PC leader Tim Hudak has wrapped himself in the persona of being the jobs candidate. He claims that his government would create a million jobs in Ontario – a 15 per cent increase to the existing 6.9 million jobs (full-time, part-time, casual) that existed in 2013. Jobs are important, especially in the context of the social determinants of health, but the PC party platform would need to create closer to 1.2 million jobs to offset those it would first kill through cuts to the public sector and its subsequent spin-off impact on the private sector.
There have been many economists who have found the million jobs promise more than just a stretch. Just because you say something doesn’t make it true. The PCs believe if you say it a lot, it will make it so. Unifor economist Jim Stanford, writing this week in the Progressive Economics Forum, says to meet that challenge the economy would have to “significantly accelerate” real growth in excess of 3 per cent annually. There are times when we have done that – most recently in 2003, 2007 and 2011, but that isn’t sustained and consecutive growth.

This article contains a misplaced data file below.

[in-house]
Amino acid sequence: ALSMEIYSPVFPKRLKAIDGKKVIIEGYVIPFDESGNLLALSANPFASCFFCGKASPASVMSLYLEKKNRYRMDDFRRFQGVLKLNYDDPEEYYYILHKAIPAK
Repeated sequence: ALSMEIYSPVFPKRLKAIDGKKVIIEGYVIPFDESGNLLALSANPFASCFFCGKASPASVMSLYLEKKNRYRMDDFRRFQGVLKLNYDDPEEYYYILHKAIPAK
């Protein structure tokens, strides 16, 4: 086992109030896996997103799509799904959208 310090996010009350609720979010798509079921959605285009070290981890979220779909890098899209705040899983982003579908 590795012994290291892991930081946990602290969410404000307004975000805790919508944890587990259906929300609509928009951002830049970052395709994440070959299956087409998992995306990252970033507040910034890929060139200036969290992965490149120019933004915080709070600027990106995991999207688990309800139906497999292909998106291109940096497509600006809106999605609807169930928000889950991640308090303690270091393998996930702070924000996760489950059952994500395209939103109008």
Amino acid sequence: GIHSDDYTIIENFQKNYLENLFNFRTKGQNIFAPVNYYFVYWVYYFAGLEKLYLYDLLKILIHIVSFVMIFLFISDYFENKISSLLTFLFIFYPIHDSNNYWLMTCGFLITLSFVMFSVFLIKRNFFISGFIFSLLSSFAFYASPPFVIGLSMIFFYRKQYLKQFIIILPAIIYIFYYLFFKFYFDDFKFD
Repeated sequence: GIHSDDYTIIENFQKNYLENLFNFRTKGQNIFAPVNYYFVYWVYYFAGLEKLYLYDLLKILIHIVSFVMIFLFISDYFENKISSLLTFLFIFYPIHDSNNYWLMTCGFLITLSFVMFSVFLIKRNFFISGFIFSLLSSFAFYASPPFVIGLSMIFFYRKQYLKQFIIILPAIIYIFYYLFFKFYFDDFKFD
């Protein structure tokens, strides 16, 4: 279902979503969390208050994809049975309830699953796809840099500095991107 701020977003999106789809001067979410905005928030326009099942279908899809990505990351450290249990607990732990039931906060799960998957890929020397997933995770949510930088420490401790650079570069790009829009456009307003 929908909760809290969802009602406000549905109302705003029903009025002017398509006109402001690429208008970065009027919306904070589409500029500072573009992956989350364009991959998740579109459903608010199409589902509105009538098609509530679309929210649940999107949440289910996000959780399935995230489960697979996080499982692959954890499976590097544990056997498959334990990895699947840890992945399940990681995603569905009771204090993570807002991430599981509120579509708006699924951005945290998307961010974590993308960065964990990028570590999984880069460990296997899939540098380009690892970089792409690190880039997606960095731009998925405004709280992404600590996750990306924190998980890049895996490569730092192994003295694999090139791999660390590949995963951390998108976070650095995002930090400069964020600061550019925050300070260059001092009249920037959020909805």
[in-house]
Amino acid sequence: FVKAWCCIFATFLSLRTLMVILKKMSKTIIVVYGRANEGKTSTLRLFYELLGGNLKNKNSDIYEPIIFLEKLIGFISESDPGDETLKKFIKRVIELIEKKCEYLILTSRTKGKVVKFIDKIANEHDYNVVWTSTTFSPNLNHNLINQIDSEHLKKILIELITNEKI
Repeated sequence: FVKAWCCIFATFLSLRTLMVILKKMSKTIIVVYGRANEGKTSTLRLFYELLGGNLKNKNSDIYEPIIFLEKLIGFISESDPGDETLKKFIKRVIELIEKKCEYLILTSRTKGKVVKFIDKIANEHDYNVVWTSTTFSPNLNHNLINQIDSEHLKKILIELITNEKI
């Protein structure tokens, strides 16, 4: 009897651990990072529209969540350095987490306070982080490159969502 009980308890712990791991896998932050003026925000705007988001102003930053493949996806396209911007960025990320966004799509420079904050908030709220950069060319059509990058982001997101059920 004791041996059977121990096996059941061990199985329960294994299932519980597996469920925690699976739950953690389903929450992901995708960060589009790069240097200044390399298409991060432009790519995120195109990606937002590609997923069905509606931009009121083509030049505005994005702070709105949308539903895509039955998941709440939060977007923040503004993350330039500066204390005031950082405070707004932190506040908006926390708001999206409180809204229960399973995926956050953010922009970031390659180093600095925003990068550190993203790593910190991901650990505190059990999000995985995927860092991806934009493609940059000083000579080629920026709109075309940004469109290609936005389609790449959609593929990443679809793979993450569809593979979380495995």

Stanford notes eliminating the provincial deficit would negatively impact the economy by 2.4 per cent, which is a big hole to dig out of, especially if you plan on rushing that objective. What would a 2.4 per cent reduction in GDP mean for jobs? According to Stanford, en route to his million jobs promise Hudak would start by eliminating about 165,000 jobs in the province.